With the ever-expanding use of electricity, the need was recognized for a national standard to regulate electrical installations nationwide. The National Electrical Code came into being in 1897. Through the National Fire Protection Association it became NFPA 70 and remains the same today. It is the electrical standard for the United States and other foreign countries, including Mexico. The code is not a training manual; rather, it is a uniform standard used by inspection agencies, designers, insurance companies, and others who are responsible for electrical installations. The code is a minimum requirement for safe installations, and parts of the code became Subpart S and Subpart K of OSHA’s standards.

When electricity became part of our lives, whether in the workplace or at home, effective grounding became our means of protection. Grounding is still a required method of protection from shock in the event of an electrical fault. This is the separate wire that is run with the circuit conductors and connected to the non-current-carrying metal parts of equipment that could become energized because of a fault.

A grounding conductor is also required in cords that are connected to tools, equipment, and appliances. The only exception is if the tool is supplied through an isolation transformer with an ungrounded secondary of not over 50 volts or uses a system of approved double insulation. The grounding conductor gives a direct path back to the grounding electrode (ground rod, structural steel, etc.) if a fault occurs.

When the transistor was invented, we entered into a new era. Now, we were faced with items such as transistor radios, which operated on batteries or regular household current. In the mid to late 1960s, one could hardly read a newspaper or watch the evening news without reading or hearing about a kid or kids being electrocuted. Typically they would be sitting in the bathtub when their radio (plugged into household current) fell into the tub, and electrocuting them.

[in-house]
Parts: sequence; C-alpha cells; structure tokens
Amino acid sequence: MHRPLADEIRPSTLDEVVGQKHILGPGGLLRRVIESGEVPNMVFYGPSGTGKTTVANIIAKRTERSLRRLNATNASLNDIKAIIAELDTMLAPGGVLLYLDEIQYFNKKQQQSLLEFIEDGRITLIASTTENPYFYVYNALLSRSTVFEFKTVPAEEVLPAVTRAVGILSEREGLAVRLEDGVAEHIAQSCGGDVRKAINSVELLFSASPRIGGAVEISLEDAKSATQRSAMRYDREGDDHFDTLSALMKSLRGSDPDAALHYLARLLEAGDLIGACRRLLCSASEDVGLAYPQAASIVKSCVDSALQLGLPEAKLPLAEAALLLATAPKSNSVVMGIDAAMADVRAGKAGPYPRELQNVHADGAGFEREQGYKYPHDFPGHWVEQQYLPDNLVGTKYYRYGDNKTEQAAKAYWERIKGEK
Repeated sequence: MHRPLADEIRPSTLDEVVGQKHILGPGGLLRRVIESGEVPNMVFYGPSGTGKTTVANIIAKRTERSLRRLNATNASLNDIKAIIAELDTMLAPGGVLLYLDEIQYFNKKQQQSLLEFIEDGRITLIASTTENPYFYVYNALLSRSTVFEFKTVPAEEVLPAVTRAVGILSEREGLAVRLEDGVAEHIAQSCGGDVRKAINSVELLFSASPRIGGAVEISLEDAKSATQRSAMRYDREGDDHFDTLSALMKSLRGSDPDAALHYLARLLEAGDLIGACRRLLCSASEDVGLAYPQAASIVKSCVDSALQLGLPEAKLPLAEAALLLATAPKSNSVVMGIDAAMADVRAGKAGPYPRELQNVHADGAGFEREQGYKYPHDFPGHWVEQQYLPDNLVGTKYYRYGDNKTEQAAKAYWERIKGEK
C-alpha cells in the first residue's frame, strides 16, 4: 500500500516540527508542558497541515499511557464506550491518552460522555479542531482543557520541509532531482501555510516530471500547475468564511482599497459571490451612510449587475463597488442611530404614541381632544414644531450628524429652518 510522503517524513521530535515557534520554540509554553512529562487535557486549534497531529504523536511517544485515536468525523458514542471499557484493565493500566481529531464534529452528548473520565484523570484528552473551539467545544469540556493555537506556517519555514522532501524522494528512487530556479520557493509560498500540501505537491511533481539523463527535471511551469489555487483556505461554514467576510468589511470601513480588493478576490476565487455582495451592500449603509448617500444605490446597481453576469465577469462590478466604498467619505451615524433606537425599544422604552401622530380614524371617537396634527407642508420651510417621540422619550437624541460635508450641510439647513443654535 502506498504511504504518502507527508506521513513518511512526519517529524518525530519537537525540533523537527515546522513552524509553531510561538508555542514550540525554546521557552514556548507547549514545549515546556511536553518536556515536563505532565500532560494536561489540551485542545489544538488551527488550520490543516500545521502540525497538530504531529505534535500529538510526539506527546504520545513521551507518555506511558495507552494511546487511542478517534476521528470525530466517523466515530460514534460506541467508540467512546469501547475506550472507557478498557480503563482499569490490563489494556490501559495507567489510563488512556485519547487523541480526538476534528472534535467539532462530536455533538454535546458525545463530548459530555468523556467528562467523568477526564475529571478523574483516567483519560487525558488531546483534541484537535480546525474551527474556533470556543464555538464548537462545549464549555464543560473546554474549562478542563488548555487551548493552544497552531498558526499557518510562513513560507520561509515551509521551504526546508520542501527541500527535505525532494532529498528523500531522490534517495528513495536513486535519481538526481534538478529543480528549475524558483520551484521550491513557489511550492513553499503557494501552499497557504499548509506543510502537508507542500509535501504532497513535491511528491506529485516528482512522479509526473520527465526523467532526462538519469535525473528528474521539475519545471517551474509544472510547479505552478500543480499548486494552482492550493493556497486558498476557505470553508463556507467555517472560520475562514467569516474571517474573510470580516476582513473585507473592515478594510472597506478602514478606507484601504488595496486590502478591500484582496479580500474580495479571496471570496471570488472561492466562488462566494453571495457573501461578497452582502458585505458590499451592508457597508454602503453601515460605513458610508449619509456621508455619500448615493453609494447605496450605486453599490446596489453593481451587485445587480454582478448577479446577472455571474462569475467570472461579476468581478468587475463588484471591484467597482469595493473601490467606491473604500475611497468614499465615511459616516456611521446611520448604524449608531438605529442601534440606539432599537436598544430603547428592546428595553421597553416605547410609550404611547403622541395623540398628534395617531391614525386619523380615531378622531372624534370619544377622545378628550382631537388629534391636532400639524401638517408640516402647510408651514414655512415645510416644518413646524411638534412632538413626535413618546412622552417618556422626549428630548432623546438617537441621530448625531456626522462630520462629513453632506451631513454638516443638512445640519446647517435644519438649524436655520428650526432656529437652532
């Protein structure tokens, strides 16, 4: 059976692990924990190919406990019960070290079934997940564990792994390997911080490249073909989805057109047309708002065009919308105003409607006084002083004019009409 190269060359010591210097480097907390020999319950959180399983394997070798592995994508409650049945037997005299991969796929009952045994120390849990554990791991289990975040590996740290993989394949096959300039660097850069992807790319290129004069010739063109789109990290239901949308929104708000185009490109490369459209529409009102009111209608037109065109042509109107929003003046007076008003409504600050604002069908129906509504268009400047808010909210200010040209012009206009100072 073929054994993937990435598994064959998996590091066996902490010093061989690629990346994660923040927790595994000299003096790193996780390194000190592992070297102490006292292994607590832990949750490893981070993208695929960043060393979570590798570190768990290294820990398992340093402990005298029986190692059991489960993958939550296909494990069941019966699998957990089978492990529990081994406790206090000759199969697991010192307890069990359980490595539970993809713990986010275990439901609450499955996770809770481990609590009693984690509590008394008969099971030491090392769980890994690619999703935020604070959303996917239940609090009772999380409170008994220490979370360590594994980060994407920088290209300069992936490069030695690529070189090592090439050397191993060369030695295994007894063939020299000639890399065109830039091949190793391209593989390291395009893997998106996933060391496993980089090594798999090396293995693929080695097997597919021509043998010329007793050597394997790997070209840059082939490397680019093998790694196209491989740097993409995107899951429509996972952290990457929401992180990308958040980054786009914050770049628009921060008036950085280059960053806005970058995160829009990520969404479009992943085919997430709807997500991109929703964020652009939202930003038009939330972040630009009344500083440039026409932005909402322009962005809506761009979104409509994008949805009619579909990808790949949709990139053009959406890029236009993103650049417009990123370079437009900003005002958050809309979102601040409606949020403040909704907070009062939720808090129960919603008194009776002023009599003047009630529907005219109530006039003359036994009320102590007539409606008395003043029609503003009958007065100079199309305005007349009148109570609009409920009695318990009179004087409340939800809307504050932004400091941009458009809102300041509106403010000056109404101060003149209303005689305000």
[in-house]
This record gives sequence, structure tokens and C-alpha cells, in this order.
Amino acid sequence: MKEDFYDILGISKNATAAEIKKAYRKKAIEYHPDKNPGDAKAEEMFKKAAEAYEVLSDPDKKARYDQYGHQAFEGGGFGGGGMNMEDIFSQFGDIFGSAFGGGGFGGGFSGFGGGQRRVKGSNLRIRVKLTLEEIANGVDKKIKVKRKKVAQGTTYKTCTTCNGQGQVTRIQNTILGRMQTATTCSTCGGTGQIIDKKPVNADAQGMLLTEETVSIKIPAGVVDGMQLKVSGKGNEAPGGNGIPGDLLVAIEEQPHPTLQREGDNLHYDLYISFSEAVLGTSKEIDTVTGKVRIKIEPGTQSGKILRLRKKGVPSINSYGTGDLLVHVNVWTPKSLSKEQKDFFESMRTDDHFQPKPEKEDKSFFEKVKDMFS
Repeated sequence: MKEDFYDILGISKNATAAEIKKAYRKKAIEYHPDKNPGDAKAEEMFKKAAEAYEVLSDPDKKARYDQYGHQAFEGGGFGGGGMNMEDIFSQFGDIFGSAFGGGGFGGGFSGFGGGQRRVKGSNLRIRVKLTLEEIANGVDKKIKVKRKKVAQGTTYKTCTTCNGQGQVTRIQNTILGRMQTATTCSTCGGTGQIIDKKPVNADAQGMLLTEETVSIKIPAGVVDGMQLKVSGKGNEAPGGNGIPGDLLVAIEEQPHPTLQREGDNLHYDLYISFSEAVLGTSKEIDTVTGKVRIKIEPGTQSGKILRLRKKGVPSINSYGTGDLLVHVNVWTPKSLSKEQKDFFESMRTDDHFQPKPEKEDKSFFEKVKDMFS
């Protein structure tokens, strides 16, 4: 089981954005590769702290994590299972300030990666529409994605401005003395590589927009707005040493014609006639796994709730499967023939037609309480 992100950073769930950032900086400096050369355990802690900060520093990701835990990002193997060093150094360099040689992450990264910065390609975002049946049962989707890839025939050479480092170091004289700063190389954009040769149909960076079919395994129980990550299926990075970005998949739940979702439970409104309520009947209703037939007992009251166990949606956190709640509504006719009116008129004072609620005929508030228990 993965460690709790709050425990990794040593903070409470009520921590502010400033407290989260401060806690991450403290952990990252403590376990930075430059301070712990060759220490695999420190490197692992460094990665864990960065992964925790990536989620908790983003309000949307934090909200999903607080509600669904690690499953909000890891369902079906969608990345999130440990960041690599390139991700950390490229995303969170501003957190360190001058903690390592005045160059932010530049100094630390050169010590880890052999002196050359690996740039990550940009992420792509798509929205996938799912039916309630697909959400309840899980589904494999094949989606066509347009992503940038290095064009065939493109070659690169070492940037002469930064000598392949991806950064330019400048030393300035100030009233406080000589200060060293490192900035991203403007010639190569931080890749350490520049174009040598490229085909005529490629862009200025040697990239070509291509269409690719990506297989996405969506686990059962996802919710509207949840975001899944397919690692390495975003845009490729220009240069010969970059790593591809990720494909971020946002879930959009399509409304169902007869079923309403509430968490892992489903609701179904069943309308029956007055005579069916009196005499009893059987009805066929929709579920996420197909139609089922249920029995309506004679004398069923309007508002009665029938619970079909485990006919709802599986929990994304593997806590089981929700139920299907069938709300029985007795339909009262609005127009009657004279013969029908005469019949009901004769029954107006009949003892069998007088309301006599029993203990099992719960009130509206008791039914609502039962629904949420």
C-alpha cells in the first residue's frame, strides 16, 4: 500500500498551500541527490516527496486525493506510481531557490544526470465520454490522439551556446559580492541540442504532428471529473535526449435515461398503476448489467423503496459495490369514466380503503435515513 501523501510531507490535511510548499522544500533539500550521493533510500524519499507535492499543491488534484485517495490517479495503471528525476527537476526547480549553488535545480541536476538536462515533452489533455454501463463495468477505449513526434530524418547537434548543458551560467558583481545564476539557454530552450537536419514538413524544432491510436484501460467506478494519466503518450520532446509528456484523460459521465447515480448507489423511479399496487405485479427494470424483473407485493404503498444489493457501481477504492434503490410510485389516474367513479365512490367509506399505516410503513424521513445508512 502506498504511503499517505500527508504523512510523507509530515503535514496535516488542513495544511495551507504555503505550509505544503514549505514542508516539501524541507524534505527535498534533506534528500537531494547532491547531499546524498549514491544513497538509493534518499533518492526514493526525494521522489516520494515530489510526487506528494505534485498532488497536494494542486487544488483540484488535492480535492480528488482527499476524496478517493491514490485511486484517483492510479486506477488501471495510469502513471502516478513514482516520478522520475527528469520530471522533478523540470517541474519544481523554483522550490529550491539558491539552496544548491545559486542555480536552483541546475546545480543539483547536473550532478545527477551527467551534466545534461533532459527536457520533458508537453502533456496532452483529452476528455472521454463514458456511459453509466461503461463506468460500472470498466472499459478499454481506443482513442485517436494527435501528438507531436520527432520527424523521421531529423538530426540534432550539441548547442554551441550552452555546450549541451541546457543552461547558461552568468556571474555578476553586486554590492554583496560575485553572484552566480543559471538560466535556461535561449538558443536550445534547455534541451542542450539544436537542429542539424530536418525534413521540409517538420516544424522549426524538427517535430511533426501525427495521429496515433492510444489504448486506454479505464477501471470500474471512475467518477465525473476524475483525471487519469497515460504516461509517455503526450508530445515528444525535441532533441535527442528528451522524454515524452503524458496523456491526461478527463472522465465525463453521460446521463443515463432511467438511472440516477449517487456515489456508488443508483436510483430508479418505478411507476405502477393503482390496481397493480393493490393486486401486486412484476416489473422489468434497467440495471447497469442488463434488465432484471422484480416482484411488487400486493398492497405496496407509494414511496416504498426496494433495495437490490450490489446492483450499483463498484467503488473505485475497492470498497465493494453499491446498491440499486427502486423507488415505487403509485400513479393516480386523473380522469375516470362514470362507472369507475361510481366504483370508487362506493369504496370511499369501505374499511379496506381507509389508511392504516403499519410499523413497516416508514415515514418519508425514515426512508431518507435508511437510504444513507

Hairstyles were changing during this period, and the hand-held hair dryer became a part of practically every household. They posed a problem because they were primarily used in the bathroom, near the lavatory. This presented additional hazards because the water piping system was grounded, and a fault in the hair dryer along with someone coming in
contact with the faucets could result in serious electrical shock or electrocution.

These factors led to introduction of Ground Fault Circuit Interrupters (GFCIs).

One of the items covered in the National Electrical Code is Ground Fault Circuit Interrupters, or GFCIs. The GFCI is probably the most significant life-saving device ever invented for protection against serious injury or death caused by an electrical shock.

The GFCI is designed for “personal” protection, not for protection of equipment or the conductors of a circuit. While grounding is required and is a vital part of the safety of both people and equipment, the grounding conductor has nothing to do with the operation of GFCIs.

The GFCI senses an imbalance of current between the “hot” and “neutral conductor.” The GFCI really does not care about the current draw (amps) passing through, as long as it is within the designed limits of the device. Rather, it is monitoring the current difference in milliamperes between the hot and neutral. A milliamp is .001 or 1/1000 th of an ampere. If this difference is at 5 milliamperes, plus or minus 1 milliampere, the device “trips out,” breaking the circuit.